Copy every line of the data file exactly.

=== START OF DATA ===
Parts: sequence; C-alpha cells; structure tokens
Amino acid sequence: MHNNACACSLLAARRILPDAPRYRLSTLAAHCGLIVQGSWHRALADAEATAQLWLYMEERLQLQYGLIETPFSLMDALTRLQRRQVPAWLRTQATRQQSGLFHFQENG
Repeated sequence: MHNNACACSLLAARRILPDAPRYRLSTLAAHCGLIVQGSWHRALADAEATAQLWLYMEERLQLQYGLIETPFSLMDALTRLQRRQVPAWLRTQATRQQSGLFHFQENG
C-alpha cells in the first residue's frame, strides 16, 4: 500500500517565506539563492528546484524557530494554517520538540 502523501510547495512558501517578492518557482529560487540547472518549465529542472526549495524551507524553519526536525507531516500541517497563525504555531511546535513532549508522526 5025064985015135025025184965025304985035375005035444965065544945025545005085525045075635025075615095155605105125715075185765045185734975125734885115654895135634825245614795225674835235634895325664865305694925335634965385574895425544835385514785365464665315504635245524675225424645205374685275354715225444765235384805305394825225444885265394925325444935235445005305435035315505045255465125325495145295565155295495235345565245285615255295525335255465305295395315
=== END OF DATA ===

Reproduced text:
Parts: sequence; C-alpha cells; structure tokens
Amino acid sequence: MHNNACACSLLAARRILPDAPRYRLSTLAAHCGLIVQGSWHRALADAEATAQLWLYMEERLQLQYGLIETPFSLMDALTRLQRRQVPAWLRTQATRQQSGLFHFQENG
Repeated sequence: MHNNACACSLLAARRILPDAPRYRLSTLAAHCGLIVQGSWHRALADAEATAQLWLYMEERLQLQYGLIETPFSLMDALTRLQRRQVPAWLRTQATRQQSGLFHFQENG
C-alpha cells in the first residue's frame, strides 16, 4: 500500500517565506539563492528546484524557530494554517520538540 502523501510547495512558501517578492518557482529560487540547472518549465529542472526549495524551507524553519526536525507531516500541517497563525504555531511546535513532549508522526 5025064985015135025025184965025304985035375005035444965065544945025545005085525045075635025075615095155605105125715075185765045185734975125734885115654895135634825245614795225674835235634895325664865305694925335634965385574895425544835385514785365464665315504635245524675225424645205374685275354715225444765235384805305394825225444885265394925325444935235445005305435035315505045255465125325495145295565155295495235345565245285615255295525335255465305295395315